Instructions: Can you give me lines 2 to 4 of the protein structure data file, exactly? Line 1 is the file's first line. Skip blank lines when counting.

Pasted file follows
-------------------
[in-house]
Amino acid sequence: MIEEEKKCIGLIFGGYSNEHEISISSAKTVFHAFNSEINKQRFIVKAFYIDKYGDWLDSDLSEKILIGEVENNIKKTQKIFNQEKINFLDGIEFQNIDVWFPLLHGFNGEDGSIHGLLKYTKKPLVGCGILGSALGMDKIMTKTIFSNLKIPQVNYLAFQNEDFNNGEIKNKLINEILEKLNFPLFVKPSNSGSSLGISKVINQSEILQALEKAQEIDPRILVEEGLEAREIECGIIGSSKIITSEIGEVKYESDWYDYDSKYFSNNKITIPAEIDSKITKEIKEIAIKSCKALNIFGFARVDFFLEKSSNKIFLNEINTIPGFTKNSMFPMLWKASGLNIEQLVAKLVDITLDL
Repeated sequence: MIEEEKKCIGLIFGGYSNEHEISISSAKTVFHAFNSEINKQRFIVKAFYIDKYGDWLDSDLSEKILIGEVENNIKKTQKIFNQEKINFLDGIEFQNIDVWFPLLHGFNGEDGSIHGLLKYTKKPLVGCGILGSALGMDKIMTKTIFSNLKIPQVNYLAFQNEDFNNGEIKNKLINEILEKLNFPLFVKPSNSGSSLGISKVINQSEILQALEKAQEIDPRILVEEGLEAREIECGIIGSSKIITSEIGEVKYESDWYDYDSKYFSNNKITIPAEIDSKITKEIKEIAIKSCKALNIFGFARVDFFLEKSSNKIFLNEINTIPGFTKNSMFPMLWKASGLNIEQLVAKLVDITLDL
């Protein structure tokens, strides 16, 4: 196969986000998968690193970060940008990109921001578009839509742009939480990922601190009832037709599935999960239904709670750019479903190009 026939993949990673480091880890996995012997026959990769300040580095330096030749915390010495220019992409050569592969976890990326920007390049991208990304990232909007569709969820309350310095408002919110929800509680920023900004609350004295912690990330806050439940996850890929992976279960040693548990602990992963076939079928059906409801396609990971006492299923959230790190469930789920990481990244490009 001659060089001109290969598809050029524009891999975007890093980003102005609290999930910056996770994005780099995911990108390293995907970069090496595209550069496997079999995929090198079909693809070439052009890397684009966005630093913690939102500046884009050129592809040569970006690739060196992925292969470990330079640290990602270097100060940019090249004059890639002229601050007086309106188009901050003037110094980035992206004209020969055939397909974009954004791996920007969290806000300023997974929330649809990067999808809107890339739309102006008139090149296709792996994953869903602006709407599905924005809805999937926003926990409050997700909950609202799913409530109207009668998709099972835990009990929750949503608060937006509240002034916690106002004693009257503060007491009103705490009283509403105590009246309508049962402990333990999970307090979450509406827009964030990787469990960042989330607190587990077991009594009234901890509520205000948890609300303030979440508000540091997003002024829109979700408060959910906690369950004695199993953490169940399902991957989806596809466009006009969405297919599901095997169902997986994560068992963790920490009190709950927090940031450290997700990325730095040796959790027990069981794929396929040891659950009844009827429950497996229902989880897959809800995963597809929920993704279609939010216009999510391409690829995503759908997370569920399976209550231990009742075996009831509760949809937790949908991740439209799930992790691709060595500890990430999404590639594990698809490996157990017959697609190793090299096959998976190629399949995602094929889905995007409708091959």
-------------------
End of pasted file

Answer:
Amino acid sequence: MIEEEKKCIGLIFGGYSNEHEISISSAKTVFHAFNSEINKQRFIVKAFYIDKYGDWLDSDLSEKILIGEVENNIKKTQKIFNQEKINFLDGIEFQNIDVWFPLLHGFNGEDGSIHGLLKYTKKPLVGCGILGSALGMDKIMTKTIFSNLKIPQVNYLAFQNEDFNNGEIKNKLINEILEKLNFPLFVKPSNSGSSLGISKVINQSEILQALEKAQEIDPRILVEEGLEAREIECGIIGSSKIITSEIGEVKYESDWYDYDSKYFSNNKITIPAEIDSKITKEIKEIAIKSCKALNIFGFARVDFFLEKSSNKIFLNEINTIPGFTKNSMFPMLWKASGLNIEQLVAKLVDITLDL
Repeated sequence: MIEEEKKCIGLIFGGYSNEHEISISSAKTVFHAFNSEINKQRFIVKAFYIDKYGDWLDSDLSEKILIGEVENNIKKTQKIFNQEKINFLDGIEFQNIDVWFPLLHGFNGEDGSIHGLLKYTKKPLVGCGILGSALGMDKIMTKTIFSNLKIPQVNYLAFQNEDFNNGEIKNKLINEILEKLNFPLFVKPSNSGSSLGISKVINQSEILQALEKAQEIDPRILVEEGLEAREIECGIIGSSKIITSEIGEVKYESDWYDYDSKYFSNNKITIPAEIDSKITKEIKEIAIKSCKALNIFGFARVDFFLEKSSNKIFLNEINTIPGFTKNSMFPMLWKASGLNIEQLVAKLVDITLDL
């Protein structure tokens, strides 16, 4: 196969986000998968690193970060940008990109921001578009839509742009939480990922601190009832037709599935999960239904709670750019479903190009 026939993949990673480091880890996995012997026959990769300040580095330096030749915390010495220019992409050569592969976890990326920007390049991208990304990232909007569709969820309350310095408002919110929800509680920023900004609350004295912690990330806050439940996850890929992976279960040693548990602990992963076939079928059906409801396609990971006492299923959230790190469930789920990481990244490009 001659060089001109290969598809050029524009891999975007890093980003102005609290999930910056996770994005780099995911990108390293995907970069090496595209550069496997079999995929090198079909693809070439052009890397684009966005630093913690939102500046884009050129592809040569970006690739060196992925292969470990330079640290990602270097100060940019090249004059890639002229601050007086309106188009901050003037110094980035992206004209020969055939397909974009954004791996920007969290806000300023997974929330649809990067999808809107890339739309102006008139090149296709792996994953869903602006709407599905924005809805999937926003926990409050997700909950609202799913409530109207009668998709099972835990009990929750949503608060937006509240002034916690106002004693009257503060007491009103705490009283509403105590009246309508049962402990333990999970307090979450509406827009964030990787469990960042989330607190587990077991009594009234901890509520205000948890609300303030979440508000540091997003002024829109979700408060959910906690369950004695199993953490169940399902991957989806596809466009006009969405297919599901095997169902997986994560068992963790920490009190709950927090940031450290997700990325730095040796959790027990069981794929396929040891659950009844009827429950497996229902989880897959809800995963597809929920993704279609939010216009999510391409690829995503759908997370569920399976209550231990009742075996009831509760949809937790949908991740439209799930992790691709060595500890990430999404590639594990698809490996157990017959697609190793090299096959998976190629399949995602094929889905995007409708091959």